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Already at least $700,000 over budget because of an overestimate in the number of $1.75 yard waste stickers that would be sold, the troubled yard waste program took another hit Monday night, March 14, when City Council approved a change order adding about $78,000 to the yard waste pick up contract in 2011 and significantly more in coming years.  Council approved the additional cost after Groot Industries threatened to walk away from the contract if it was not renegotiated.

According to a staff memo presented to Council, Evanston residents have purchased far more yard waste carts than anticipated. Rather than pay for individual yard waste stickers to affix to bags, residents have opted for the one-time fee to purchase a cart and the $25 annual fee to then have it emptied.

When Groot bid on the project, according to the memo, they based their bid on 1,500 to 3,000 carts. Carts take longer to empty, said Public Works Director Suzette Robinson, because they must be hooked up to a truck and then hydraulically lifted and emptied. Bags can be simply and quickly tossed into a truck.

Rather than 1,500 or 3,000, there are now 4,400 yard waste carts on Groot’s route, with another 100 on order. “As a result Groot had to increase the number of trucks collecting yard waste from three to four. Adding an additional truck cost Groot approximately $160,000.00,” according to the memo.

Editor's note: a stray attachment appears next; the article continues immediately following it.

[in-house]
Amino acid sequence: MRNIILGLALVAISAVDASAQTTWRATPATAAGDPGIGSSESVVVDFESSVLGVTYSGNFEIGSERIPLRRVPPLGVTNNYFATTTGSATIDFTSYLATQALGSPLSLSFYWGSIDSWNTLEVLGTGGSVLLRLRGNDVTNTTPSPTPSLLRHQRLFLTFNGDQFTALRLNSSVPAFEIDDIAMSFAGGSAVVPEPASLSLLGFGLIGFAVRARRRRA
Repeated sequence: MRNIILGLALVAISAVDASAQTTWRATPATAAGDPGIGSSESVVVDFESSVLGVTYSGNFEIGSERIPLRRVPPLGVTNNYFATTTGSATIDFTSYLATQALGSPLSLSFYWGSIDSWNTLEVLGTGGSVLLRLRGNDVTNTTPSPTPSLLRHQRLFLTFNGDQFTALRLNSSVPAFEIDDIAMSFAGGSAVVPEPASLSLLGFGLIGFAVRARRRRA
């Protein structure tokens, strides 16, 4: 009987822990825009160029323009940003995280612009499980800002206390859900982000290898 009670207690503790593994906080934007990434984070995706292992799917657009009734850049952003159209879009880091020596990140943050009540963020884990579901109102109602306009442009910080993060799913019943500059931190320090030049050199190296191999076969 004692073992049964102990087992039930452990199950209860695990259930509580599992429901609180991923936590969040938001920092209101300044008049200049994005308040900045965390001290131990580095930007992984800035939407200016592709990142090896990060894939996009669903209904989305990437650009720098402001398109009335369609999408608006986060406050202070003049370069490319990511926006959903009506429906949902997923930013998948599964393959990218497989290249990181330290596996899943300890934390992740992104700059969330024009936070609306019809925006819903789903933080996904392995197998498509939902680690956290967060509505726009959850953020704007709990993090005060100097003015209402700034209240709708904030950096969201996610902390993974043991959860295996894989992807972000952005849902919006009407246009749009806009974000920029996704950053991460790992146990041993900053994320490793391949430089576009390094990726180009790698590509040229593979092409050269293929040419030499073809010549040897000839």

The contract increase in 2011 is about $78,210; $116,600 in 2012; $146,500 in 2013; $168,000 in 2014; and $166,000 through contract expiration in October 2015. These are estimates based on a unit price per stop, which escalates from $3.35 in 2010 to $4.85 in 2015.

Alderman Ann Rainey, 8th Ward, said, “This is exactly the kind of thing that happens when we privatize.” In less than a year, the contractor comes back and asks for more money, she added.

Council was not informed that there was any limit on the number of yard waste receptacles that Groot could pick up, said Ms. Robinson, in response to a question from Ald. Rainey. A provision in the contract, however, allowed them the opportunity to renegotiate, and apparently to terminate the contract and walk away, based upon volume collected, she said. “They [Groot] asked for that,” Ms. Robinson said.

Alderman Judy Fiske, 1st Ward, expressed concern that the increased contract cost would be passed on to citizens in the next budget cycle. City Manager Wally Bobkiewicz said that any such increase would be up to Council. Much like water and sewer rates, Mr. Bobkiewicz said, rate adjustments are anticipated in 2012.

“I’ve thought about the yard waste piece a lot,” said Alderman Coleen Burrus, 9th Ward. The City gave Groot incomplete information when they bid on the contract, she added. The increased cost is the City’s fault because of woefully inaccurate estimates of carts and stickers, and Groot should not be blamed. She called for “better data, not just data that makes out numbers add up to what we want.”

The measure passed unanimously at the Administration and Public Works Committee, and then without debate on the consent agenda at Council. Look for a spirited discussion about the annual fee for yard waste carts during the next budget cycle, with costs likely to increase significantly.